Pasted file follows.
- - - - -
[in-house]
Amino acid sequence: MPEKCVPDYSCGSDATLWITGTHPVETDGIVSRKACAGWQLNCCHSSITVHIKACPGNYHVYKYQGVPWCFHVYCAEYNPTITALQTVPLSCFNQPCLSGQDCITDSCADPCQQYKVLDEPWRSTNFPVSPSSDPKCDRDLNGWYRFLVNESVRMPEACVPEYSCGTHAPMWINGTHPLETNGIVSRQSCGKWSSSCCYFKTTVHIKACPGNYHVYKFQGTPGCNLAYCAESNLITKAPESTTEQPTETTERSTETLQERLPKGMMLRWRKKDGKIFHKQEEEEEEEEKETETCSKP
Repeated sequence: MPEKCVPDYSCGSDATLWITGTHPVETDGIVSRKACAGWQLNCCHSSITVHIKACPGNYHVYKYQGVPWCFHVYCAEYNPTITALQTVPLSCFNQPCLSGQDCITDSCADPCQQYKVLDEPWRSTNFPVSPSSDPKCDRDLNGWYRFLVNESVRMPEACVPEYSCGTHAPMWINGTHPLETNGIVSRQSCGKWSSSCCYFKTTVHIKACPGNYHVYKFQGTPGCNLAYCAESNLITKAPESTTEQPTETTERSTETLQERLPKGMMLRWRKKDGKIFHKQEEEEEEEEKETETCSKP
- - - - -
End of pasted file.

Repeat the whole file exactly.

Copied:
[in-house]
Amino acid sequence: MPEKCVPDYSCGSDATLWITGTHPVETDGIVSRKACAGWQLNCCHSSITVHIKACPGNYHVYKYQGVPWCFHVYCAEYNPTITALQTVPLSCFNQPCLSGQDCITDSCADPCQQYKVLDEPWRSTNFPVSPSSDPKCDRDLNGWYRFLVNESVRMPEACVPEYSCGTHAPMWINGTHPLETNGIVSRQSCGKWSSSCCYFKTTVHIKACPGNYHVYKFQGTPGCNLAYCAESNLITKAPESTTEQPTETTERSTETLQERLPKGMMLRWRKKDGKIFHKQEEEEEEEEKETETCSKP
Repeated sequence: MPEKCVPDYSCGSDATLWITGTHPVETDGIVSRKACAGWQLNCCHSSITVHIKACPGNYHVYKYQGVPWCFHVYCAEYNPTITALQTVPLSCFNQPCLSGQDCITDSCADPCQQYKVLDEPWRSTNFPVSPSSDPKCDRDLNGWYRFLVNESVRMPEACVPEYSCGTHAPMWINGTHPLETNGIVSRQSCGKWSSSCCYFKTTVHIKACPGNYHVYKFQGTPGCNLAYCAESNLITKAPESTTEQPTETTERSTETLQERLPKGMMLRWRKKDGKIFHKQEEEEEEEEKETETCSKP